Lord Fairfax Biography

Submitted by Alice Warner

Author: Howe

Frederick County History:
Lord Fairfax was buried under the old Episcopal church, which was on the public
square. The land on which it stood was given by him to the society, for the
construction of the church. This structure, which was of stone, was taken down
about 12 or 14 years since. The bones of Fairfax were removed, and placed under
the new Episcopal church. In this house there is a monumental slab to his
memory. At the time of his disinterment, a large mass of silver was found, which
was the mounting to his coffin. There is now in Winchester an old building used
as a stable, which was once a tavern, in which it is said Fairfax occasionally
held levees. His permanent residence was at Greenway Court, 13 miles SE of
Winchester. (See p. 235)**[[Note, this is in the Clarke County history, which is
also in the Archives, under Clarke County]].

Clarke County History:
Lord Fairfax, a distant relative of William Fairfax, was a man of an eccentric
turn of mind, of great private worth, generous, and hospitable. He had been
accustomed to the best society, to which his rank entitled him, in England.
While he was at the University of Oxford he had a fondness for literature, and
his taste and skill in that line may be inferred from his having written some of
the papers in the /i/Spectator/i/. Possessing by inheritance a vast tract of
country, (** The domain of Lord Fairfax, called the Northern Neck of Virginia,
included the immense territory now comprising the counties of Lancaster,
Northumberland, Richmond, Westmoreland, Stafford, King George, Prince William,
Fairfax, Loudoun, Fauquier, Culpeper, Clarke, Madison, Page, Shenandoah, Hardy,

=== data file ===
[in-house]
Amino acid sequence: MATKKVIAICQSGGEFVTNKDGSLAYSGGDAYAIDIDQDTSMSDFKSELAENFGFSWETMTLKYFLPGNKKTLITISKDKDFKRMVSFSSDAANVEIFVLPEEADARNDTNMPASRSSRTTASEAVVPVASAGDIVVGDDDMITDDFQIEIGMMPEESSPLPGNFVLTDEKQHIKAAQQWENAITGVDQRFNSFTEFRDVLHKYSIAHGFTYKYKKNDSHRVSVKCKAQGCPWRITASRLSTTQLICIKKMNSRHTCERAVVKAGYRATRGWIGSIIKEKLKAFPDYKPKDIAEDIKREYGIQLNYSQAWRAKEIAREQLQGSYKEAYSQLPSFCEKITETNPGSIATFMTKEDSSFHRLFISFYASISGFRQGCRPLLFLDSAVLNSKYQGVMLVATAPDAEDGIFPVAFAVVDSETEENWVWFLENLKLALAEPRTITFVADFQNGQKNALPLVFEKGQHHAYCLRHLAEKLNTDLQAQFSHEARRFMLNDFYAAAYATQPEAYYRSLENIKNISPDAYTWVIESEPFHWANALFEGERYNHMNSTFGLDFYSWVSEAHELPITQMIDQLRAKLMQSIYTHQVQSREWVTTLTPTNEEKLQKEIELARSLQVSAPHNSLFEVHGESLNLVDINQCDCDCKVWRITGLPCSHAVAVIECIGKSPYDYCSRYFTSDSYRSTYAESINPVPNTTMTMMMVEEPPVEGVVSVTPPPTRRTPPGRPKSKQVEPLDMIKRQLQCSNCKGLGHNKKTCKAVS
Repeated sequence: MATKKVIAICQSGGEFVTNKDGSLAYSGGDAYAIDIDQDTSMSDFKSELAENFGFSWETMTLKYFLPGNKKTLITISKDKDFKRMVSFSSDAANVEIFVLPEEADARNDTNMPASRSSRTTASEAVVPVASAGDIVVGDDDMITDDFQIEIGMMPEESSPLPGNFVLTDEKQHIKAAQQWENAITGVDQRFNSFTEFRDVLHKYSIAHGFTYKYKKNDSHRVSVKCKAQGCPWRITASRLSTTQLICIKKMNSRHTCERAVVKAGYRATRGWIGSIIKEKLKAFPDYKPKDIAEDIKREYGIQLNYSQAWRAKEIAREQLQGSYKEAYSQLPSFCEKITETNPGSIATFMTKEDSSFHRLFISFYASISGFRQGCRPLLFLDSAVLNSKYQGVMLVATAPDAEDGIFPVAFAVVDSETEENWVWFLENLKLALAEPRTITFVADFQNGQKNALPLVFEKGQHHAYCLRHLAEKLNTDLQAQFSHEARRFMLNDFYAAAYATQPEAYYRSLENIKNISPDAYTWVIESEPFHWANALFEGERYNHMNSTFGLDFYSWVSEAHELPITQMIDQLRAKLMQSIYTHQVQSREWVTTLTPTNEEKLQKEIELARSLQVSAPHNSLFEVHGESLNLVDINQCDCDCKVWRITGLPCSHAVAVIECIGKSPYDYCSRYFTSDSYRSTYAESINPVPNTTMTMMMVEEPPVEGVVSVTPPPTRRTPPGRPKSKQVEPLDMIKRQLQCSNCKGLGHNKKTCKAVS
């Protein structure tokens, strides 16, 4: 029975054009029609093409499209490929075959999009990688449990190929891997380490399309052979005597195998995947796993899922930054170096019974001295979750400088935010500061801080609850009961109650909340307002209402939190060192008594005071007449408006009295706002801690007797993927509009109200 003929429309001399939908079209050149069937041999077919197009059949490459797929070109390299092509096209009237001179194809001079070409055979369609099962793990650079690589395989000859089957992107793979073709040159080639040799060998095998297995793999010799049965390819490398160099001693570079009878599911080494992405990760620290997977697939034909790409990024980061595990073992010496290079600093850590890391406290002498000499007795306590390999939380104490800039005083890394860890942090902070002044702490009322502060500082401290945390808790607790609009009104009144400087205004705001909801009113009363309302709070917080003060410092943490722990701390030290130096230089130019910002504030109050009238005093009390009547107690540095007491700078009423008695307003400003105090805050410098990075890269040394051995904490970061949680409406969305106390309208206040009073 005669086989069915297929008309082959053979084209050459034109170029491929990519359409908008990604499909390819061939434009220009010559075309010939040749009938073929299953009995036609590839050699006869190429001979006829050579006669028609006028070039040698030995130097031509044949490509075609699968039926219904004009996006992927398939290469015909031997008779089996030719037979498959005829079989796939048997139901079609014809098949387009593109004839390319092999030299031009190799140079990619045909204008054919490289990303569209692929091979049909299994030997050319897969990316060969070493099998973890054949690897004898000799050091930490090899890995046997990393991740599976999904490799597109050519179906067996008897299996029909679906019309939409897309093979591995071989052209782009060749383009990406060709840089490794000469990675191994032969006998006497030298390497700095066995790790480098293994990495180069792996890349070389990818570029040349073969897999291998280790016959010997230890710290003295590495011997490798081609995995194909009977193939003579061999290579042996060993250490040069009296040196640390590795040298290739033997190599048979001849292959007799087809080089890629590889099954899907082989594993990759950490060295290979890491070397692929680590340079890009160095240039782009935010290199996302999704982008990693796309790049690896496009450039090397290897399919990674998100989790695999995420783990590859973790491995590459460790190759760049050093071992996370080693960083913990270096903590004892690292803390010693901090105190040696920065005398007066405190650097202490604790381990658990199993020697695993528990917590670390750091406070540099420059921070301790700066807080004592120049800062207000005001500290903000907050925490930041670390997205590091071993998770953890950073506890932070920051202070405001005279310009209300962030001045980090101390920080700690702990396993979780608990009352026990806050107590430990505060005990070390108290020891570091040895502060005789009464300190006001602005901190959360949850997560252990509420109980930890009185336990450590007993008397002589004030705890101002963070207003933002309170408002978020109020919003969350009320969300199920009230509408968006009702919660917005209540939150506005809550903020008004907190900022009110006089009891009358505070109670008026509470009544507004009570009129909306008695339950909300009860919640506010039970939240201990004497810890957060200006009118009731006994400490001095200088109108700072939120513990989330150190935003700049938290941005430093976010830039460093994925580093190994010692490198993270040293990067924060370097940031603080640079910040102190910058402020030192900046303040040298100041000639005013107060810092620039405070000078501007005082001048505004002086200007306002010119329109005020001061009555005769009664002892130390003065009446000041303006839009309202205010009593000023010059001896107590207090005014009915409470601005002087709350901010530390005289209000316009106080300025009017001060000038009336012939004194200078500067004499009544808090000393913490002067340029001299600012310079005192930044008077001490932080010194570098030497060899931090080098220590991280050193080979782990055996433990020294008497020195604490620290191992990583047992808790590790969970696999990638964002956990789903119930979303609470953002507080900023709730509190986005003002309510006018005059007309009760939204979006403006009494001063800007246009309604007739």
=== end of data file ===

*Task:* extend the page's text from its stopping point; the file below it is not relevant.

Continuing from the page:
Hampshire, Morgan, Berkeley, Jefferson, and Frederick. Charles II granted to the
ancestors of Lord Fairfax all lands lying between the headwaters of the
Rappahannock and Potomach to the Chesapeake Bay; a territory comprising about
one quarter of the present limits of Virginia. For a full history of the
Northern Neck, the reader is referred to Kercheval's History of the Valley of
Virginia.) situate between the Potomac and Rappahannock Rivers, and stretching
across the Alleghany mountains, he made a voyage to Virginia to examine this
domain. So well pleased was he with the climate and mode of life, that he
resolved, after going back to England and arranging his affairs, to return and
spend his days amidst this wild territory. At the time (1748) of which we are
now speaking, he had just arrived to execute this purpose and was residing with
his relatives at Belvoir. This was his home for several years; but he at length
removed over the Blue Ridge, built a house in the Shenandoah Valley, called
/i/Greenway Court/i/ and cultivated a large farm. Here he lived in comparative
seclusion, often amusing himself with huntin, but chiefly devoted to the care of
his estate, to acts of benevolence among his tenants, and to such public duties
as devolved upon him in the narrow sphere he had chosen; a friend of liberty,
honored for his uprightness, esteemed for the amenity of his manners, and his
practical virtues.
The prominent building shown in the view at Greenway Court, was appropriated to
the use of the steward of Fairfax. It was the commencement of a series of